Oh God, the character count didn't tell me I'd gone over until after posting and now the end of the post is missing...

OK, short version...

...original application for the PhD itself. I assume I was passed because students failing looks bad for the university. I again didn't properly talk to my supervisor about what I was doing, and went abroad to do research/reading/trying to work out what I was doing. Nearly a year later, and now I've got to submit an actual thesis chapter from my nonexistent thesis... so I'm going to find out exactly how much universities dislike failing students.

So, if anyone read to the end... what do you think? Is it all my fault for not asking for help? Is this kind of situation at all familiar or is it an exciting new form of PhD disaster?

Finally... even if you do think it's all my fault, if you're planning to be or are in a position to supervise students, for the love of God ask them what they're doing, ask to see their work, etc. Don't assume that if you don't hear from them they're doing fine. Without wanting to deny my own responsibility, I'm pretty sure that is actually in the guidelines for supervision anyway, but... please do it. And to any students in a remotely similar situation: ask for help ASAP.


Something similar happened here and I am not out of the woods yet. My belief is that the problem comes from not knowing what is a phd, what it requires. It is not just another exam (you must be used to pass through them easily if you got to phd level). Writing one chapter should be all right, you can still 'fake it' as no body expects the chapter to be anywhere near a final version. But you probably still have three years ahead of you if you want to finish. During this time my advice would be to:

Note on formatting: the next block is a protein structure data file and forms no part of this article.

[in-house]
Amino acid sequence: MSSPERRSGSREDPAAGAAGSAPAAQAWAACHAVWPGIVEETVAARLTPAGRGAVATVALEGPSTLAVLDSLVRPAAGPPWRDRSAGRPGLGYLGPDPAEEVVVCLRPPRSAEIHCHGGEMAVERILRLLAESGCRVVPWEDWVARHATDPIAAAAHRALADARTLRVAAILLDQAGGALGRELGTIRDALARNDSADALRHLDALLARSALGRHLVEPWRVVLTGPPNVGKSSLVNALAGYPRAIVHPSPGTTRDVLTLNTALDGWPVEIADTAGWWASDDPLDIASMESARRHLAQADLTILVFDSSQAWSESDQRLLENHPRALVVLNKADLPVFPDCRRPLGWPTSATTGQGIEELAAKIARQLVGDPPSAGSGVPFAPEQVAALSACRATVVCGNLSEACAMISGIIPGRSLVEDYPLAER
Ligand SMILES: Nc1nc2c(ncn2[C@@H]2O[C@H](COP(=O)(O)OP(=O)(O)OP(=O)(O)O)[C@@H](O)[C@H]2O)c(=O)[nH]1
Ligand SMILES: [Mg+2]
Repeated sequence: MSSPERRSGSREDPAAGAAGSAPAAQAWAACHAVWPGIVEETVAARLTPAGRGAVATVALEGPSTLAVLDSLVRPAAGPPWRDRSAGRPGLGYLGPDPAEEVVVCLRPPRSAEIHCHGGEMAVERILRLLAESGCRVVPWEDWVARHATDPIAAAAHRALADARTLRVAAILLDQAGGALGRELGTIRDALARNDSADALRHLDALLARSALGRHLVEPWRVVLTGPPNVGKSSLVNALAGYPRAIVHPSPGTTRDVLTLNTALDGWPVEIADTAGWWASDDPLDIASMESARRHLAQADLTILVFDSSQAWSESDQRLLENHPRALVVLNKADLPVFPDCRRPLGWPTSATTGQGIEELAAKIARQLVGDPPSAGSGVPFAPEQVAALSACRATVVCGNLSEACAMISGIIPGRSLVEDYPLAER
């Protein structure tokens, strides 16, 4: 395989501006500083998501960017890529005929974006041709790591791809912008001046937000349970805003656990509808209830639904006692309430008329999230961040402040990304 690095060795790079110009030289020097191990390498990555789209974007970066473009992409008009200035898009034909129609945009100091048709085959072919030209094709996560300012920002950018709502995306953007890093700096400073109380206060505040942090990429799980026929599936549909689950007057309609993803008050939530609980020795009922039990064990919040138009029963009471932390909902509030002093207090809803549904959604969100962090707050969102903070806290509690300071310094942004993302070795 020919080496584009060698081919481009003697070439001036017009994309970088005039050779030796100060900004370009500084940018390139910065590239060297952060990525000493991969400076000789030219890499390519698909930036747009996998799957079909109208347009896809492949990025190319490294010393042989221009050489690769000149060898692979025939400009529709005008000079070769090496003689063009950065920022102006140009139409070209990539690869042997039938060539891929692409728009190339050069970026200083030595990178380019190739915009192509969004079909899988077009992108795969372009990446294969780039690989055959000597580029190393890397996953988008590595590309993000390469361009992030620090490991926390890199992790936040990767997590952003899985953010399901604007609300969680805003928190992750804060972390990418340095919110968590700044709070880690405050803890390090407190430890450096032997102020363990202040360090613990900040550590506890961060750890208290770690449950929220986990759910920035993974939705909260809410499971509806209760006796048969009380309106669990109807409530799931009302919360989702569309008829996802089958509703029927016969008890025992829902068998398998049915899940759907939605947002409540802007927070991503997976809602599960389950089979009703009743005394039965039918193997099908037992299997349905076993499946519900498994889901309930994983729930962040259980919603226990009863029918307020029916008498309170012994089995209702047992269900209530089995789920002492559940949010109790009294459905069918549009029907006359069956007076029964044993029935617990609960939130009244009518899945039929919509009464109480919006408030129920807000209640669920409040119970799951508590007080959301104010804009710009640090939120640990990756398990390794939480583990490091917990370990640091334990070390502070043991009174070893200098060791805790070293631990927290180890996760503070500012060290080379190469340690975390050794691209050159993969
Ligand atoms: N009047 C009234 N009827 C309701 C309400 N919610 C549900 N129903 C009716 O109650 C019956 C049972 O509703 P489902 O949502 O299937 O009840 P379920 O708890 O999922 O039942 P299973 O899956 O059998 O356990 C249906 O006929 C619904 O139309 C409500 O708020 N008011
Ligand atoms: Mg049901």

1) find an unofficial supervisor, anyone, a more senior friend or coworker in your research field or related. You need one. He needs to question you about your progress, ask you to write chapters and read them. Give you deadlines. He or she will help you find what your research question should be.

2) Read a thesis or two in your field cover to cover, to know what you are expected to produce. Even if it's disheartening.

3) Read books about phd writing and understand them

4) Make contact with your official supervisor again, even if he is unlikely to help you more than in the past, but involve him, show that you respect his opinion

Good luck